By Howard Markel, M.D. (NY Times)
December 15, 2009
"Mamma has been in the habit of whipping and beating me almost every day," the little girl testified. "She used to whip me with a twisted whip — a rawhide.
"I have now on my head two black-and-blue marks which were made by Mamma with the whip, and a cut on the left side of my forehead which was made by a pair of scissors in Mamma's hand; she struck me with the scissors and cut me. ... I never dared speak to anybody, because if I did I would get whipped."
If the words sound depressingly familiar, it is because they could have come from any number of recent news accounts — or, for that matter, popular entertainment, like the recently opened movie "Precious," which depicts the emotional and sexual abuse of a Harlem girl.
In fact, though, the quotation is from the 1874 case of Mary Ellen McCormack, below, a self-possessed 10-year-old who lived on West 41st Street, in the Hell's Kitchen section of Manhattan. It was Mary Ellen who finally put a human face on child abuse — and prompted a reformers' crusade to prevent it and to protect its victims, an effort that continues to this day.
Tellingly, the case was brought by the American Society for the Prevention of Cruelty to Animals. In 1874, there were no laws protecting children from physical abuse from their parents. It was an era of "spare the rod and spoil the child," and parents routinely meted out painful and damaging punishment without comment or penalty.
Mary Ellen had been orphaned as a baby. Her father, Thomas Wilson, was a Union soldier who died in the Second Battle of Cold Harbor, in Virginia. Her mother, Frances, boarded the baby with a woman living on Mulberry Bend, on the Lower East Side, while working double shifts as a laundress at the St. Nicholas Hotel.
This arrangement cost $2 a week, consuming her entire widow's pension. When she lost her job, she could no longer afford to care for her daughter and was forced to send her to the city orphanage on Blackwells Island.
A few years later, Mary Ellen was adopted by a Manhattan couple, Thomas and Mary McCormack. But Thomas died soon after the adoption, and his widow married Francis Connolly. Unhappy and overburdened, the adoptive mother took to physically abusing Mary Ellen.
Sometime in late 1873, the severely battered and neglected child attracted the attention of her neighbors. They complained to the Department of Public Charities and Correction, which administered the city's almshouse, workhouse, insane asylums, orphanages, jails and public hospitals. Even the hard-boiled investigator assigned to Mary Ellen's case, Etta Angell Wheeler, was shocked and became inspired to do something.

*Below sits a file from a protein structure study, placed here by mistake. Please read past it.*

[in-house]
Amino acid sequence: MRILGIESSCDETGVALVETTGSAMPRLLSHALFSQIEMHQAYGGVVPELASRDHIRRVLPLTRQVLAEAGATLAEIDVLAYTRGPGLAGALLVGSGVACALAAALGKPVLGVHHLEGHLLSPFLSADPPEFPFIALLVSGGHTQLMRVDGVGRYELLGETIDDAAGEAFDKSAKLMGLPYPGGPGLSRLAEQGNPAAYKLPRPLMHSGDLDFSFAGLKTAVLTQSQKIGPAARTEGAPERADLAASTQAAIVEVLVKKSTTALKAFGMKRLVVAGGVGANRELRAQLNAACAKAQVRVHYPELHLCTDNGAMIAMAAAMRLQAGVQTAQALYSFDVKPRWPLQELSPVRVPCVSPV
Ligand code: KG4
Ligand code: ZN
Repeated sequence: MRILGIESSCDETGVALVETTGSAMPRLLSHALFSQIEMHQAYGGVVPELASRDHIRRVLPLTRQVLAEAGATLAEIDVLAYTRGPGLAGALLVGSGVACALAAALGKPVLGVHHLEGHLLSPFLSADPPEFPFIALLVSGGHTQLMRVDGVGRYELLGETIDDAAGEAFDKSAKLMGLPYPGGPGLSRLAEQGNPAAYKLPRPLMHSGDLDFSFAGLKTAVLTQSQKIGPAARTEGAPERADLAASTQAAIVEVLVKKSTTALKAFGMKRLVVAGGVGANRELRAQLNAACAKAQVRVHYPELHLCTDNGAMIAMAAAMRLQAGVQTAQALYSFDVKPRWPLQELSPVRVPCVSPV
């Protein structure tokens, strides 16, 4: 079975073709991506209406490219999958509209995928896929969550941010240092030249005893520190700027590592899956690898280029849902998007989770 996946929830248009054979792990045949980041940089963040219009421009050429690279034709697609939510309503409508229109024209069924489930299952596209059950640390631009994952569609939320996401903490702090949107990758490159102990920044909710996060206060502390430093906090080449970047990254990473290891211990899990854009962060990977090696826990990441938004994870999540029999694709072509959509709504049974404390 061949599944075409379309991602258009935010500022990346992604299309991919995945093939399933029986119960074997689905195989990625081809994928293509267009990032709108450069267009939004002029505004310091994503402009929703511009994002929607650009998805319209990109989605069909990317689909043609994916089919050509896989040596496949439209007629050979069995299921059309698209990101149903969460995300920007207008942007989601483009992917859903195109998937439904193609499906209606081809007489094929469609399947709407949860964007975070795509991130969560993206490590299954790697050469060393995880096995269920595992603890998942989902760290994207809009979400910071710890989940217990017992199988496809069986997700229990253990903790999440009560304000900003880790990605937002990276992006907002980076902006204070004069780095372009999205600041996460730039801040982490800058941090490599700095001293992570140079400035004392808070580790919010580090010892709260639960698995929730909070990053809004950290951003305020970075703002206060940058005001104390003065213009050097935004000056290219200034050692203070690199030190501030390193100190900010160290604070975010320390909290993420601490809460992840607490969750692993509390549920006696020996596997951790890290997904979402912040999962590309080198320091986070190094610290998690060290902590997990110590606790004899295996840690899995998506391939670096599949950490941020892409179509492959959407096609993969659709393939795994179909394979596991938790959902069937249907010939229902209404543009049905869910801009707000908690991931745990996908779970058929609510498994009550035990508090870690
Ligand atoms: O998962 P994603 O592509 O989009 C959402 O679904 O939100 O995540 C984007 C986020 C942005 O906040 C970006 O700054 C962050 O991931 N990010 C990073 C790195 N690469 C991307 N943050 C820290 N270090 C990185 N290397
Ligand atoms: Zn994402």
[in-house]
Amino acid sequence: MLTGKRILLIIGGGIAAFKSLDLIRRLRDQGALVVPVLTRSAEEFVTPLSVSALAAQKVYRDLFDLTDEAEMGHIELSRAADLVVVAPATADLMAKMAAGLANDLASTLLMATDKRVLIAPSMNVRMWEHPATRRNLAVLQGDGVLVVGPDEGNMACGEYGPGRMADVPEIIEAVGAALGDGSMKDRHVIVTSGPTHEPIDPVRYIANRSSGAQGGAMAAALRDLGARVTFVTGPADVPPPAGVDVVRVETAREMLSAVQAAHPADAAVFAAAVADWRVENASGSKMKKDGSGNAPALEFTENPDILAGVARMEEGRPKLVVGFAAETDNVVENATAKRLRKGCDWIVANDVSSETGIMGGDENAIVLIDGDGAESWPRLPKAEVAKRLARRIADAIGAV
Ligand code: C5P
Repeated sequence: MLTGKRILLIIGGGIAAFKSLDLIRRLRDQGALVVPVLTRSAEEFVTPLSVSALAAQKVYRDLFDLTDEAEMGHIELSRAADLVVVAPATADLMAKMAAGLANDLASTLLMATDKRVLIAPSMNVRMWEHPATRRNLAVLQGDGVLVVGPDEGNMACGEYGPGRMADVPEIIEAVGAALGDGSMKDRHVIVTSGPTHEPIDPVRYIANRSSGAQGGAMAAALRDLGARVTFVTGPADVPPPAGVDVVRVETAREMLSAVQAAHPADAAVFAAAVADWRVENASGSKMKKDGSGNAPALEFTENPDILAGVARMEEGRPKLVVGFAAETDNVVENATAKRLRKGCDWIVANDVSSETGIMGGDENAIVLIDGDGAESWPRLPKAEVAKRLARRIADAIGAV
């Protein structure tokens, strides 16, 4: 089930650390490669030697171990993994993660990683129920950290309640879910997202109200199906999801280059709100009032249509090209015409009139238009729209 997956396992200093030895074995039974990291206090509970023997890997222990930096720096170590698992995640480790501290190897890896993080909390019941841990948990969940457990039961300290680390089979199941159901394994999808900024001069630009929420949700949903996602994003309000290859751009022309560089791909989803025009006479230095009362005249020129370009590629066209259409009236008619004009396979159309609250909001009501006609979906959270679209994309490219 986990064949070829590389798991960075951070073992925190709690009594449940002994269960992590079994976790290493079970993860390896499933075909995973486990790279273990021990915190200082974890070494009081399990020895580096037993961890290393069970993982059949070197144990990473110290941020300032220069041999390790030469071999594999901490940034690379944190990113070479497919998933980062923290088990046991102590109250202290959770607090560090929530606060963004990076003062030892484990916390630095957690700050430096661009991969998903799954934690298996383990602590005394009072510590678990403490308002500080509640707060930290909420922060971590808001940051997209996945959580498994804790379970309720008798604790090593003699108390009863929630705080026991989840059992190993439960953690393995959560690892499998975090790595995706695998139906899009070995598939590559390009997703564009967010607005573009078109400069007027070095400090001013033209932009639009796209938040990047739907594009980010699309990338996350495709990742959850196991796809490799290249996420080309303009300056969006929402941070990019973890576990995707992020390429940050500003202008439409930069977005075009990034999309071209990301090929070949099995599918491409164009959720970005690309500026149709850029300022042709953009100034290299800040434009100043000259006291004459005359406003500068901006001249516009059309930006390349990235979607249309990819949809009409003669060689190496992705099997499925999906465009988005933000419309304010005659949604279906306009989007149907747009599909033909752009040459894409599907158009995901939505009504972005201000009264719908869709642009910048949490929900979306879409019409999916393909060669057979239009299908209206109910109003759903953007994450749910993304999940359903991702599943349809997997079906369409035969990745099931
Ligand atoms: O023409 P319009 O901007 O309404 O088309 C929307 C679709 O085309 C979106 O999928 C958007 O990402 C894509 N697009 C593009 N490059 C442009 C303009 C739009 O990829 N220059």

Frustrated by the lack of child-protection laws, Wheeler approached the A.S.P.C.A. It proved to be a shrewd move. Mary Ellen's plight captured the imagination of the society's founder, Henry Bergh, who saw the girl — like the horses he routinely saved from violent stable owners — as a vulnerable member of the animal kingdom needing the protection of the state.
Bergh recruited a prominent lawyer, Elbridge Gerry (grandson of the politician who gave his name to gerrymandering), who took the case to the New York State Supreme Court. Applying a novel use of habeas corpus, Gerry argued there was good reason to believe that Mary Ellen would be subjected to irreparable harm unless she was removed from her home.
Judge Abraham R. Lawrence ordered the child brought into the courtroom. Her heart-wrenching testimony was featured in The New York Times the next day, April 10, 1874, under the subheading "Inhuman Treatment of a Little Waif."
"She is a bright little girl," the article said, "with features indicating unusual mental capacity, but with a careworn, stunted and prematurely old look. Her apparent condition of health, as well as her scanty wardrobe, indicated that no change of custody or condition could be much for the worse."
Ms. Connolly was charged and found guilty of several counts of assault and battery. Mary Ellen never returned to her adoptive home, but her temporary placement in a home for delinquent teenagers was not much of an improvement. In a lifesaving act of kindness, Etta Wheeler, her mother and her sister volunteered to raise Mary Ellen in bucolic North Chili, N.Y., outside Rochester.
At 24, Mary Ellen married Louis Schutt. The couple had two children of their own, along with three children of Schutt's from a previous marriage, and Mary Ellen passed on her good fortune by adopting an orphan girl. By all accounts, she was a superb and caring mother. She died in 1956, at 92.
Mary Ellen's case led Bergh, Gerry and the philanthropist John D. Wright to found the New York Society for the Prevention of Cruelty to Children in December 1874. It was believed to be the first child protective agency in the world.
In the years since, the society has helped rescue thousands of battered children, created shelters to care for them and, working with similar groups and agencies in cities across the nation, instituted laws that punish abusive parents.
Gone are the days when beasts of burden enjoyed more legal protection than children. In recent years, a broad spectrum of programs, diagnostic and reporting protocols, safe houses and legal protections have been developed to protect physically or sexually abused children.
But every day, at least three children die in the United States as a result of parental mistreatment. Many more remain out of sight and in harm's way. Mary Ellen's story reminds us of a simple equation: How much our society values its children can be measured by how well they are treated and protected.
Dr. Howard Markel is a professor of pediatrics, psychiatry and the history of medicine at the University of Michigan.